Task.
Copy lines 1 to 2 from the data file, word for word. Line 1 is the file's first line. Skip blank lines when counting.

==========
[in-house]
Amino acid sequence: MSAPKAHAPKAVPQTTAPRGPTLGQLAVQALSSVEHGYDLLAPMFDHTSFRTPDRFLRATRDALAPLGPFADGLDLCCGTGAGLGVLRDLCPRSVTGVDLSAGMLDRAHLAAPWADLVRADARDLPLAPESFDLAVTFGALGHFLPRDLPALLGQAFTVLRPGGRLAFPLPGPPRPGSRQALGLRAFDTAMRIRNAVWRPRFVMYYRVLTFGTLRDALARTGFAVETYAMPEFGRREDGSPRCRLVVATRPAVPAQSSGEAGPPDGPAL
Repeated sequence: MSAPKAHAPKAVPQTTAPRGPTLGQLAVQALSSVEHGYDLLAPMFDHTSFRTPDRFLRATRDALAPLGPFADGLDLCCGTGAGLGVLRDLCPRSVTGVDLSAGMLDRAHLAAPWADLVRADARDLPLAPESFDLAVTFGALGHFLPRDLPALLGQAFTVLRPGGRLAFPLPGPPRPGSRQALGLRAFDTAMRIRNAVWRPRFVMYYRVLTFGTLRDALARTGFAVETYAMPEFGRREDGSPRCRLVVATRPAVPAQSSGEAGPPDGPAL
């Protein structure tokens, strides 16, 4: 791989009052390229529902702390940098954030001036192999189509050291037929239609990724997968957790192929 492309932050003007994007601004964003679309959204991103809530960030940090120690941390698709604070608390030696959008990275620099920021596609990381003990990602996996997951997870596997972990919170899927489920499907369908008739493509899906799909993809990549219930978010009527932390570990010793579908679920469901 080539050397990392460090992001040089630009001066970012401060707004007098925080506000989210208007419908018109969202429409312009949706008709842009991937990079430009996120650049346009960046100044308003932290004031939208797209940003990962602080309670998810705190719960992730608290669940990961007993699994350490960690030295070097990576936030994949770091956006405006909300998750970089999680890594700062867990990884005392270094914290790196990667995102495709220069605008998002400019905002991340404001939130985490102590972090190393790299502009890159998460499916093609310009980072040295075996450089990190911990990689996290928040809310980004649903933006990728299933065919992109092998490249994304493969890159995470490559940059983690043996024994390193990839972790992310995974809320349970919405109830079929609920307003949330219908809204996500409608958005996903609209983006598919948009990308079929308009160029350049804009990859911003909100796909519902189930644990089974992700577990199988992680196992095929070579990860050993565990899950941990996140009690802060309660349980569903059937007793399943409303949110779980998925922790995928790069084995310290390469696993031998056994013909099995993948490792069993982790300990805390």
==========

[in-house]
Amino acid sequence: MSAPKAHAPKAVPQTTAPRGPTLGQLAVQALSSVEHGYDLLAPMFDHTSFRTPDRFLRATRDALAPLGPFADGLDLCCGTGAGLGVLRDLCPRSVTGVDLSAGMLDRAHLAAPWADLVRADARDLPLAPESFDLAVTFGALGHFLPRDLPALLGQAFTVLRPGGRLAFPLPGPPRPGSRQALGLRAFDTAMRIRNAVWRPRFVMYYRVLTFGTLRDALARTGFAVETYAMPEFGRREDGSPRCRLVVATRPAVPAQSSGEAGPPDGPAL